It’s a huge adjustment, going from apprentice to published author-ambassador. Your creative time, heart, and goals may evolve, but writing should stay firmly at (or at least near) the top of your list. That doesn’t mean you must write every day or you must finish a certain number of words or pages. It means that of all the hats you wear, make sure you stay steadfastly in the habit of reaching for the one labeled “Writer.”
Be your own best cheerleader and fold into your heart the voices that lift you up. If you can learn from a critical remark, by all means, gratefully embrace that opportunity. But realize that positivity is ultimately what will fuel your forward journey. Nobody but you has the power to force you out of this field. Be affirmatively flexible. Too many writers talk themselves out of success.
News flash: All writing counts as writing. If you're writing a speech or an article or answering interview questions, you're still writing. Don't count only the books and short creative pieces published, as though you're above truly valuing or being fulfilled by anything else. Those audiences matter, too.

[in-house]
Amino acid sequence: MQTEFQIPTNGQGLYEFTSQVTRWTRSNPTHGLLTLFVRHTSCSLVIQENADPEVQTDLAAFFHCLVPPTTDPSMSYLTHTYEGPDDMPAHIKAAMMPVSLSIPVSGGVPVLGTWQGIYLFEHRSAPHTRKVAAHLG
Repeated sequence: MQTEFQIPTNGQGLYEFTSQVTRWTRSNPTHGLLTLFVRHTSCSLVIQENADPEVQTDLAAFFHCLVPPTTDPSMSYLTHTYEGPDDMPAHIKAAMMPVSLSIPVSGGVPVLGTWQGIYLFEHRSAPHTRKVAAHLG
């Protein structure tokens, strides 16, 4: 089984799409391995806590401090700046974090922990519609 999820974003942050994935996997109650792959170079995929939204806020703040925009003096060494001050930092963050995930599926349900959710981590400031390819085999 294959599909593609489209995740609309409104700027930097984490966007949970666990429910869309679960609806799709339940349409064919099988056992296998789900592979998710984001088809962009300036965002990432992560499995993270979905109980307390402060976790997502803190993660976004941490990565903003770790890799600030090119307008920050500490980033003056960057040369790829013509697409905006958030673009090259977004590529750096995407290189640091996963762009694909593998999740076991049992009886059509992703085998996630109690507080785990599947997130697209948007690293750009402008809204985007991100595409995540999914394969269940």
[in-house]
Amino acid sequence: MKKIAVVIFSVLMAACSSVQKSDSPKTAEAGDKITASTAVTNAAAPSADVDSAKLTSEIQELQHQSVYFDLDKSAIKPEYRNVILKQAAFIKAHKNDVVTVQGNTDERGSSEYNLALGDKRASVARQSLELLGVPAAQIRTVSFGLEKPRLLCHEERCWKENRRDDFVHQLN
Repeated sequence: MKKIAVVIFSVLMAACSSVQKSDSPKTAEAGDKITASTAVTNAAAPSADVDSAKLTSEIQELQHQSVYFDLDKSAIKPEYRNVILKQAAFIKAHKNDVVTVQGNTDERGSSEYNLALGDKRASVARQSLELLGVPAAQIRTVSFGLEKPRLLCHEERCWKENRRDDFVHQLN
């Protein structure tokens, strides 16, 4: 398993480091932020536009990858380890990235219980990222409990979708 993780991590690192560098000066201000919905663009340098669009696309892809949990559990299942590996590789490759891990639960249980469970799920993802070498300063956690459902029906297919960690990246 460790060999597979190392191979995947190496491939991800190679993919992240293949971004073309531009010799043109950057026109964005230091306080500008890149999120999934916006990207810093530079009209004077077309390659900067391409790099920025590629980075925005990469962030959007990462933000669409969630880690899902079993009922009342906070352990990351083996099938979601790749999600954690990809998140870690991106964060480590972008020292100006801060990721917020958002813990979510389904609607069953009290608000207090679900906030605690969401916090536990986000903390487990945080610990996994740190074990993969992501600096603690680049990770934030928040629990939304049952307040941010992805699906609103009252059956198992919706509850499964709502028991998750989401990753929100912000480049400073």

|Supporting my local indie bookstore, BookPeople in Austin!|
So, no whining about the day-job writing this career requires. It is a priviledge and opportunity to share and grow that way, too.
That said, you can do more than write. You can mentor and advocate. If you're worried about, say, the dearth of Native voices or the lack of attention to them, make the effort to help facilitate change. And do so consistently.*